Overposting Compassion

Anger BuddhaYesterday,  I texted two friends of mine and told then they were over posting on Facebook. I mentioned that I had 87 notifications about Gaza and their random thoughts. I tried to do it in a funny way, but instead I managed to hurt both their feelings. It hit me that if their posting bothered me so much that I could limit their profiles. But instead I chose to be confrontational where no conflict existed. It was inside my head. I chose to make their alleged actions my focus when in reality it is none of my business what or how they do things. In fact, I didn’t even have to go on Facebook if I was going to take things this personal. While I immediately apologized, the guilt of saying anything stayed with me a long time.

Part of my meditation practice is the focus I place on letting go. Obviously, I don’t aways succeed, but I have learned to be self-compassionate and forgive myself. Intentions aside, there is so much time and energy we use berating and punishing ourselves. My friends almost immediately forgave me, but I didn’t forgive myself for hours on end. It’s really because I don’t like how I am sometimes. There is a burning desire to be the best who I can and have been in the past. Yet that’s not always possible.  My intention has always been to do good, but my words and actions get in the way.

There are so many things burning inside me.  Meditation calms me down. In those 15 minutes, I am grateful for all that I have. I thank as many people as I can. And then I send compassion to others. It’s not always easy, but I know it’s really more for me. When we show kindness to others, we become kind ourselves.

Food For Thought, Journal

Missed Opportunities

missed opportunityI love walking Bella in the mornings. It’s probably the only time of the day when I let my mind fully wander. Some days, I process what I watched the night before, but more often than not, I reflect on the missed opportunities I had to be better. I rewind conversations, moments and interactions with people and I wished I had done them differently. This is not to say my response was bad, but that it could be better. I imagine saying better things, going one step further, not being lazy, etc. I cringe at my inability to remember to stay present. Try it.

Being present is one of the hardest things in the world. I am either in the past or wondering about the future. It’s what causes me to be on auto-pilot. Where I respond automatically without thinking.  But when I do remember, my brain steals the part of the soul for writing. Each word I write is based on what I experienced in some ways. And it’s scary. How much of my soul can I carve out before I completely hollow out? Yes, I love the morning air, the passing conversations, the neighbor’s dog running around in a frenzied circle as it sees Bella (not sure how it doesnt get dizzy), and I think of missed opportunities while all the while trying to be present.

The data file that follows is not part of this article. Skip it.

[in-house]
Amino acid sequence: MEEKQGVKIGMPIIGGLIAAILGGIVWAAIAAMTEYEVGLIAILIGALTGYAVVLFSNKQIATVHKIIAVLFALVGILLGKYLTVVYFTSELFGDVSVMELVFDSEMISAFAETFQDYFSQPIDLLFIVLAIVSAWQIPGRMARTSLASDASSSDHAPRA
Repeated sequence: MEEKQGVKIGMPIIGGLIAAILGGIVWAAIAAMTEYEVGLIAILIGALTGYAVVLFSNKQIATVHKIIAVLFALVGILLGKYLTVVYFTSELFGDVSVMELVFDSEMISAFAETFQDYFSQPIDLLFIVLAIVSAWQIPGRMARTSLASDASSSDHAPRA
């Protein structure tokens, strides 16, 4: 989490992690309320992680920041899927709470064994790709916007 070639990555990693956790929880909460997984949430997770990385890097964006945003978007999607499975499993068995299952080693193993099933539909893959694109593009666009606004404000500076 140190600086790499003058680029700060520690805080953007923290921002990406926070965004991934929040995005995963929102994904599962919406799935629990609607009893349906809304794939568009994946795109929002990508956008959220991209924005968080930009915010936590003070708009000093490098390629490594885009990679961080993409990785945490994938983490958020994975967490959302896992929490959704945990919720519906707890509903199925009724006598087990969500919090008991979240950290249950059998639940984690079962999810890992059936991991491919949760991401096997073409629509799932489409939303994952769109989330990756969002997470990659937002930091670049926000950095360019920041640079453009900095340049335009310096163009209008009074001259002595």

I do wonder if I making my life harder than it is but then remind myself it’s not about me. What I give is what I will get. So I take a deep breath and promise to make better use of those missed opportunities.

Myself, Writing

Word Stealer

i-m-a-wordsmith-which-is-kind-of-like-a-blacksmith-but-without-the-tools-and-fire-and-stuffMy name is Sanjay Sabarwal, and I am a word stealer. I eavesdrop everywhere I go, and put away the snippets of conversation I hear. I read various articles, stories and magazines, and pocket away interesting verbs and action sentences. I squirrel away images that come in front of me when I walk my dog. I hide away tidbits of friends’ conversations for some future use.  Again, and again I steal words. Some days, I am melancholic about my need to be such a thief, but then there are the days when I am sitting in front of the laptop, and those words come out from various from their hiding places and help me weave together an altogether fictional story built on truth.

I am tempted to warn my friends to watch out for my habit . When I was a novice, I didn’t have the sense to edit out contexts and emotions which made me a biographer, and the brunt of many a fight about why I didn’t just keep my mouth shut.  Then it hit me that I didn’t need to be a recorder just a thief, and so I began stealing. It has been my most satisfying tool in writing. I no longer have to worry about words, just how to use them.